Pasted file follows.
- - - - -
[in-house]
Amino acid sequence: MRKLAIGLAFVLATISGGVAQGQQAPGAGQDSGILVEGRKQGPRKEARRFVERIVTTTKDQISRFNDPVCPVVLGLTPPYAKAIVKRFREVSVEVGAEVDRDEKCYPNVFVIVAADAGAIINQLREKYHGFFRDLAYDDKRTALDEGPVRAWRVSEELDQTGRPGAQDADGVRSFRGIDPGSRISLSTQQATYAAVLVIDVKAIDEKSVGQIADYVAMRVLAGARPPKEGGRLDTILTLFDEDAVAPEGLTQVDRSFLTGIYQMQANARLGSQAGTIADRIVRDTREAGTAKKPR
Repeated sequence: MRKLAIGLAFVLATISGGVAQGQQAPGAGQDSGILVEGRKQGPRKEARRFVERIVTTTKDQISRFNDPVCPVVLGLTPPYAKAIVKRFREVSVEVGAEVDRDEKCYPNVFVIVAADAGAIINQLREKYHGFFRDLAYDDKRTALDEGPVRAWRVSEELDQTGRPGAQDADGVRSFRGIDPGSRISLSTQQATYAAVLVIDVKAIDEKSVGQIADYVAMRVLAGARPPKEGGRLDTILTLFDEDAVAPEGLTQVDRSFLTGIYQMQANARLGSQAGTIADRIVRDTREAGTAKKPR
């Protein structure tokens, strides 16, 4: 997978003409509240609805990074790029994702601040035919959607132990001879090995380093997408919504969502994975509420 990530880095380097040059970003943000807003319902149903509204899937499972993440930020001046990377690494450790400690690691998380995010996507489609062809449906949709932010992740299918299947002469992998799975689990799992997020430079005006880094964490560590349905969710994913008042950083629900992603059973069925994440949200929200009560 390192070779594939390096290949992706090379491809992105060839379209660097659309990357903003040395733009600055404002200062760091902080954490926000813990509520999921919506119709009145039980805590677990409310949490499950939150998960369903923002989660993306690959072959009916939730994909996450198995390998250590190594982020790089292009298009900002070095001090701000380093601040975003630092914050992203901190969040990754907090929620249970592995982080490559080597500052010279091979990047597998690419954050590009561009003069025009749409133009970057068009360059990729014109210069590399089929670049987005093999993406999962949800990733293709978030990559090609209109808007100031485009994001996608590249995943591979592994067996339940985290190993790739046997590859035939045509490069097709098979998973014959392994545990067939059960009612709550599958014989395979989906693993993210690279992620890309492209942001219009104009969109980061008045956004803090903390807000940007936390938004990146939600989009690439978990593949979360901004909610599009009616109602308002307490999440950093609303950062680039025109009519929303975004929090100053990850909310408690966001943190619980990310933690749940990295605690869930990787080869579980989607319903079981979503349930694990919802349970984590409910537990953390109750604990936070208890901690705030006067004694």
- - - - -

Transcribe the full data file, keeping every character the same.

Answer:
[in-house]
Amino acid sequence: MRKLAIGLAFVLATISGGVAQGQQAPGAGQDSGILVEGRKQGPRKEARRFVERIVTTTKDQISRFNDPVCPVVLGLTPPYAKAIVKRFREVSVEVGAEVDRDEKCYPNVFVIVAADAGAIINQLREKYHGFFRDLAYDDKRTALDEGPVRAWRVSEELDQTGRPGAQDADGVRSFRGIDPGSRISLSTQQATYAAVLVIDVKAIDEKSVGQIADYVAMRVLAGARPPKEGGRLDTILTLFDEDAVAPEGLTQVDRSFLTGIYQMQANARLGSQAGTIADRIVRDTREAGTAKKPR
Repeated sequence: MRKLAIGLAFVLATISGGVAQGQQAPGAGQDSGILVEGRKQGPRKEARRFVERIVTTTKDQISRFNDPVCPVVLGLTPPYAKAIVKRFREVSVEVGAEVDRDEKCYPNVFVIVAADAGAIINQLREKYHGFFRDLAYDDKRTALDEGPVRAWRVSEELDQTGRPGAQDADGVRSFRGIDPGSRISLSTQQATYAAVLVIDVKAIDEKSVGQIADYVAMRVLAGARPPKEGGRLDTILTLFDEDAVAPEGLTQVDRSFLTGIYQMQANARLGSQAGTIADRIVRDTREAGTAKKPR
């Protein structure tokens, strides 16, 4: 997978003409509240609805990074790029994702601040035919959607132990001879090995380093997408919504969502994975509420 990530880095380097040059970003943000807003319902149903509204899937499972993440930020001046990377690494450790400690690691998380995010996507489609062809449906949709932010992740299918299947002469992998799975689990799992997020430079005006880094964490560590349905969710994913008042950083629900992603059973069925994440949200929200009560 390192070779594939390096290949992706090379491809992105060839379209660097659309990357903003040395733009600055404002200062760091902080954490926000813990509520999921919506119709009145039980805590677990409310949490499950939150998960369903923002989660993306690959072959009916939730994909996450198995390998250590190594982020790089292009298009900002070095001090701000380093601040975003630092914050992203901190969040990754907090929620249970592995982080490559080597500052010279091979990047597998690419954050590009561009003069025009749409133009970057068009360059990729014109210069590399089929670049987005093999993406999962949800990733293709978030990559090609209109808007100031485009994001996608590249995943591979592994067996339940985290190993790739046997590859035939045509490069097709098979998973014959392994545990067939059960009612709550599958014989395979989906693993993210690279992620890309492209942001219009104009969109980061008045956004803090903390807000940007936390938004990146939600989009690439978990593949979360901004909610599009009616109602308002307490999440950093609303950062680039025109009519929303975004929090100053990850909310408690966001943190619980990310933690749940990295605690869930990787080869579980989607319903079981979503349930694990919802349970984590409910537990953390109750604990936070208890901690705030006067004694």